The second narrative line, the history of the European left, is threaded throughout the novel in the form of conversations with family, friends, co-workers and comrades-in-arms, in such a way that they become part of the work of memory necessary for the construction of a post-fascist world that could finally bring an end to working-class oppression. In Vol. I, we are offered a history of the Bremen uprising of 1918 from the point of view of the narrator’s father, who was a dockworker at the time. Vol. II gives us the Spanish civil war from behind the lines, at a military hospital (created in two successively requisitioned estate manors), and describes the anti-fascist activities of exiles who had taken a precarious refuge, first in Paris before the German occupation, then in neutral (but compromised) Sweden from 1939-44. Vol. III returns to Germany in 1942-45, and to the fate of (among others) the narrator’s two friends, Coppi and Heilmann, who were presented to us in the first pages of Vol. I. It is now five years later, and both are conspiring against the Nazi regime. Here the question of what can constitute German culture, of who will be able to speak for it after the war, begins to be discussed. Earlier, the narrator had remarked with some bitterness that the left could only unite when faced with the murderous opposition of Nazism; once the threat was removed, that unity fell apart once more. Those who stayed in Germany and actively fought the regime were decimated, robbing Germany of those who could have given it a new face after the war (239). On the other hand, the literature and art produced in exile was often formalistic, an escape rather than a confrontation with historical and political realities. Weiss’s presentation of the historical past within the format of conversations and even arguments makes history a part of “active memory” that can serve the future. In the final pages of the novel, the value of learning from the past (versus just going forward into a new future) is thrashed out in a debate between some of the surviving protagonists. German culture is shown to be in disarray, and soon to be further split by the geographical split of the country. Understanding The Aesthetics of Resistance would mean grasping how Weiss intends his work to make possible a new departure for German culture (as well as the culture of a reborn international left) on the basis of working through history, culture, and politics from a working-class perspective.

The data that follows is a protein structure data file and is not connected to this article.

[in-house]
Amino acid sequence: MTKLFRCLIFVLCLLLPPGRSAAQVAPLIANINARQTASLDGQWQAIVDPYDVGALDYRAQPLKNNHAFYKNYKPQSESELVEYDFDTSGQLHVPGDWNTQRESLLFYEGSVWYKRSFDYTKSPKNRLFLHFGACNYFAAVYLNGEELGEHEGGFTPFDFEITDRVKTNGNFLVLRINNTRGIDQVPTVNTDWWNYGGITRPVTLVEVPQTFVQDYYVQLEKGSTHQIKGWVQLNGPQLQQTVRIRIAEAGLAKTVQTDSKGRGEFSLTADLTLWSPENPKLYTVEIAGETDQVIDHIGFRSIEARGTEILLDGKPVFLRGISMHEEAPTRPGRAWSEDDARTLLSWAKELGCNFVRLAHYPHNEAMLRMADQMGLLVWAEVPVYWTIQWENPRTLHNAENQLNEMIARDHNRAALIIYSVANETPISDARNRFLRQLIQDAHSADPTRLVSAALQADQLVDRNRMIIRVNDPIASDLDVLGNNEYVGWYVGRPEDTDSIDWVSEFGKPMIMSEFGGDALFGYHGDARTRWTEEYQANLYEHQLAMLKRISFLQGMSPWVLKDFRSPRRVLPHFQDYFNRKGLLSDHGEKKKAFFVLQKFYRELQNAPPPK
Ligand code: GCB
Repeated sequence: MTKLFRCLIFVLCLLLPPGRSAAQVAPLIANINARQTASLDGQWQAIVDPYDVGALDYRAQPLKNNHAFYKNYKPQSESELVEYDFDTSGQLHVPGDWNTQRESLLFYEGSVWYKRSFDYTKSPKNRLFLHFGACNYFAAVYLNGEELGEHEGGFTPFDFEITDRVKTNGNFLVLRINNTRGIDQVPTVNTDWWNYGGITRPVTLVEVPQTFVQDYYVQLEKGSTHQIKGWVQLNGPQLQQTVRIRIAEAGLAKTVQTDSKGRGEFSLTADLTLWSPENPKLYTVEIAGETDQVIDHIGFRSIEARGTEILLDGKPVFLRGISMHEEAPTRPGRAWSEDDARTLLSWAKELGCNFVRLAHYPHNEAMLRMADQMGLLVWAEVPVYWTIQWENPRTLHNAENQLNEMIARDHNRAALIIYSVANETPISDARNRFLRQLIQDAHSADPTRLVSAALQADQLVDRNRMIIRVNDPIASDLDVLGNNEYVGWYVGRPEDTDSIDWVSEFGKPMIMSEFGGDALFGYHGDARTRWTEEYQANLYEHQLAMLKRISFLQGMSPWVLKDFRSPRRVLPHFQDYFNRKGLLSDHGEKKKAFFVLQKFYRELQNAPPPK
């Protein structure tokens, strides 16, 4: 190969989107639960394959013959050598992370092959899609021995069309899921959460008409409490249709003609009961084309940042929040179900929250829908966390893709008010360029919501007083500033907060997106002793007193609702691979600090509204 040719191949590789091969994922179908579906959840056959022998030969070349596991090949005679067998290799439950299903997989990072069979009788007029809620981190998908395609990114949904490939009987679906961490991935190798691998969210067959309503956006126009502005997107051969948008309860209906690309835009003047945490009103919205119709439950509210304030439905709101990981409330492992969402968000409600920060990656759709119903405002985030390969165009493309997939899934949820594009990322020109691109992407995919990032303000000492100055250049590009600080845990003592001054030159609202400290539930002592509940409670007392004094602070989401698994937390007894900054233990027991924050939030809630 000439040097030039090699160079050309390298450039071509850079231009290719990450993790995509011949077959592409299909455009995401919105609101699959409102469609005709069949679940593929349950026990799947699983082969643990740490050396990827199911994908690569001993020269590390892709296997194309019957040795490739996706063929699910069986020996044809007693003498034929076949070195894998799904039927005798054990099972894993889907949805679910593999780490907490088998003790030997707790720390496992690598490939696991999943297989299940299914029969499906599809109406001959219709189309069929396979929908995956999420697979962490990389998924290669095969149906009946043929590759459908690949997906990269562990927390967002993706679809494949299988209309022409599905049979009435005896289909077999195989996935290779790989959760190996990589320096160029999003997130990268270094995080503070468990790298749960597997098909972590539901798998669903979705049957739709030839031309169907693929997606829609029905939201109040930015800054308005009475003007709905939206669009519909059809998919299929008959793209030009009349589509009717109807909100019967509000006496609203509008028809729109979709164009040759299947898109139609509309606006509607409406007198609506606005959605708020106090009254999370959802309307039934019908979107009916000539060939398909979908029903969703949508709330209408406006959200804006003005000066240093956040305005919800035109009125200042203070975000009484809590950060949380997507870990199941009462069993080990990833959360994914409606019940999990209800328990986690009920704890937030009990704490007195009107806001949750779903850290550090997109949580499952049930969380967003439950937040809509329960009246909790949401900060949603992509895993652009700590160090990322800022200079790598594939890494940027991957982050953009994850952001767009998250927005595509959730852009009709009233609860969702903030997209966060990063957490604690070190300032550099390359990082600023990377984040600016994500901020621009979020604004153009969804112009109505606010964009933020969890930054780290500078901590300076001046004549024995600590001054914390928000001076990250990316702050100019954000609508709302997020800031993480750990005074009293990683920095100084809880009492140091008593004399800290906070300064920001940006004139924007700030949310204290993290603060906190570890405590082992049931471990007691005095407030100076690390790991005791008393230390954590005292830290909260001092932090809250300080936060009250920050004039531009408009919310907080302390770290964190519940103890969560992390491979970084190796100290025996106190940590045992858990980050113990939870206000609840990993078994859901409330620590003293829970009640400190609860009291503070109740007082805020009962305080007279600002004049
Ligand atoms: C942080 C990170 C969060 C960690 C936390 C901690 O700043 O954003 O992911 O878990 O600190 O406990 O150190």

As the useful glossary by Robert Cohen at the back of the English translation makes clear, most of the characters and events in the novel are based on historical fact. One of Weiss’s projects is to rescue from oblivion people like Horst Heilmann (who was executed at the age of nineteen, after he had penetrated German military security and was passing information to the other side). The loss of those “who could have been the new face” of Germany after the war demands that the possibilities they offered be commemorated in a book, a book that can also make people want to act.4Aesthetics as resistance is the third, and central, topic of Weiss’s novel. The narrative begins with three friends (identified only by their last names) standing before the Pergamum friezes housed in Berlin’s Museum Island—Coppi and the narrator, both “already about twenty years old” and four years out of school, and Heilmann, the self-styled “Rimbaud” of the group, who is only 15. It’s September 22, 1937; Hitler is in power and Coppi has already spent a year in prison for distributing “writings inimical to the State.”5 The narrator is about to leave for Spain to fight with the partisans. They meet for one last time though they will remain united in spirit in the fight against fascism, which will take a fatal turn for two of them five years later, near the end of Vol. III. The friezes of the altar depict the mythical battle between the Olympian gods and the race of giants, sons of Gaia (Earth) who rebelled against Zeus. Brothers of the Titans, they attacked Olympus because Zeus had confined their brothers, the Titans, in Tartarus. The friezes show several contests from the battle, during which the giants fall in agony and defeat under the heel of the conquering Olympians.6 The three friends draw some surprising lessons from their museum visit, however. On the one hand they note the blank expression of the victorious gods in contrast to the pain and suffering expressed in the representation of the defeated rebels. Reflecting on the circumstance that the friezes were originally intended to celebrate the victory of the Greeks over their rebellious Gallic neighbors (the frieze was constructed under Eumenes II, who reigned from 195-159 BCE), the friends detect, in the very human representation of the vanquished, some sympathy for the common folk who, subjected and perhaps even enslaved, had to serve their Greek masters. Thus they “read” the frieze itself as an example of the aesthetics of resistance, imagining that the artists of the frieze were as eager to acknowledge the suffering of the oppressed population as to celebrate the elite who commissioned the work. Secondly, the friends focus on the figure of Herakles, who, according to myth, helped the gods to dispatch their enemies on this occasion, but later descended to earth and toiled among common mortals (the notorious twelve labors). In Herakles the three friends see the image of the liberator who becomes a role model for each of them as they engage the battle against fascism. The circumstance that almost no trace of their hero survives in the frieze (only the presence of his lion’s paw on the eastern frieze indicates his position next to Zeus) is interpreted by them as a sign that they must fill his place themselves.